Best not to judge a book by its cover - the essentials to check are the motor, bearing, platter and arm.

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Post by LousyTourist » 25 Feb 2011 14:20

If you're completely new, it is sometimes advisable to find a good hifi dealer and buy what they have, including setup. Sorry to say you'll be paying 2 to 3 times what the gear is worth that way but unless you're either willing to learn or mechanically inclined going used can be problematic. Not to mention that you're unlikely to find some farmer out there with a good deck, so you'll be having it shipped, which often breaks turntables beyond repair.

Of course you'd have to go to Des Moines or Cedar Rapids perhaps to find a dealer but you can at least drive it home yourself that way.

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Post by avole » 25 Feb 2011 15:10

If you're only looking at new then the Rega P3-24 is the place to start looking. Pro-ject start being OK at the Xpression level or above. Don't know Music Hall.

Don't forget to factor in the price of the cartridge - Denon DL103 or 110 if you need higher output, Grado Red or above, Audio Technical AT120E are good entry points.

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Post by cats squirrel » 25 Feb 2011 15:36

I'm having problems reconciling 'entry level' and 'audiophile', the latter suggesting something major (expensive).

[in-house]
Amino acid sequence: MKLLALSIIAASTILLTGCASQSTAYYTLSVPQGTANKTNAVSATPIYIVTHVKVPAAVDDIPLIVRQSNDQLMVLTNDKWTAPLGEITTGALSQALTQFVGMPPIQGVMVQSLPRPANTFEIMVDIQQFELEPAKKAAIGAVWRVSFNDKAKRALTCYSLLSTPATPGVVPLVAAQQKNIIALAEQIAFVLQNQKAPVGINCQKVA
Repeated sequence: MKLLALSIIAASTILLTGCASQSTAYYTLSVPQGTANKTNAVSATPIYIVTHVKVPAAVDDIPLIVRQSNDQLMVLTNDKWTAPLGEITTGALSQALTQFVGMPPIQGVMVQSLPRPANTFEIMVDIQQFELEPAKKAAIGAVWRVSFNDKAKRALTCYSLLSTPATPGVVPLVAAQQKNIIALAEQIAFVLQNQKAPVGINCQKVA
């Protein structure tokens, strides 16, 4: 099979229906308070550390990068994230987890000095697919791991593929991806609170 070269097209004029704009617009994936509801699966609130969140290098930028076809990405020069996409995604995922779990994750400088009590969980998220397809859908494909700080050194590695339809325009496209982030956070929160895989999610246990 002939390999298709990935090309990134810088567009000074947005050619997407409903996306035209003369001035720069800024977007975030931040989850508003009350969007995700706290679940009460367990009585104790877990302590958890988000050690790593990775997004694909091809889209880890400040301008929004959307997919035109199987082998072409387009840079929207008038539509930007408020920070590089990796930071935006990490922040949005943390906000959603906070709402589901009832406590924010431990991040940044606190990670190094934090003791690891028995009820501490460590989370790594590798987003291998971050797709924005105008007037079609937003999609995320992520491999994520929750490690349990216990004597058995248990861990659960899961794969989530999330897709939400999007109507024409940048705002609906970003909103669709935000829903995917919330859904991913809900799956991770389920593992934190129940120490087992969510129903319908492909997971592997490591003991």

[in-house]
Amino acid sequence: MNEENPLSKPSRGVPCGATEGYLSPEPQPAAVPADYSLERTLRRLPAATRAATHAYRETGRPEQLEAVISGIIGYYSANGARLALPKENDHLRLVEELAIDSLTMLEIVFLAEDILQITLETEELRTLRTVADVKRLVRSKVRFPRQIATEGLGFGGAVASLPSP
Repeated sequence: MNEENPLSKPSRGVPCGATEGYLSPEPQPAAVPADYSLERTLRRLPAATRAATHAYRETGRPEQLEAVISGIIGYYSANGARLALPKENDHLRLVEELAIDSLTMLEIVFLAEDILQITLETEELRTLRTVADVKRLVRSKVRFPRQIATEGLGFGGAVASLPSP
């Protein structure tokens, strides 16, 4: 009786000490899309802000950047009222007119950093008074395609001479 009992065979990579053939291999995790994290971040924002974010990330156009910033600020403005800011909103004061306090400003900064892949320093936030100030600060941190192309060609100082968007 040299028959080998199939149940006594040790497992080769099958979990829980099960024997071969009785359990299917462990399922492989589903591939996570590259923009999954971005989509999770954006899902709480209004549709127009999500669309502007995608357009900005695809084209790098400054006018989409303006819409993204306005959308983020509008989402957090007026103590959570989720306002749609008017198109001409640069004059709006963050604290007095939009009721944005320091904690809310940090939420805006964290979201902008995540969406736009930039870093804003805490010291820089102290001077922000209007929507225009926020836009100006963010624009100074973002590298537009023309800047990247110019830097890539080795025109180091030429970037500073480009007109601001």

Maybe a good place to get views on what is understood as entry level, mid priced, audiophile and whatever. And is it value based or sound quality based, and who decides, anyway (probably the magazines!).

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Post by gfong » 25 Feb 2011 16:44

The brands that you have mentioned, all have entry level and higher end tables. Depends on what features you want, sound quality you are looking for etc.
Also depends on what you are willing to spend on a table.

flavio81

Re: Entry level audiophile turntable?

Post by flavio81 » 25 Feb 2011 21:43

jason00454 wrote:Hello everyone. I'm new here, and new to quality turntables. I was wondering what some of your opinions are when it comes to entry level audiophile turntables. I've looked at at few from Rega, Music Hall, and Pro-Ject, but they all look so similar, and seem to have similar claims to quality. I would appreciate any advice :)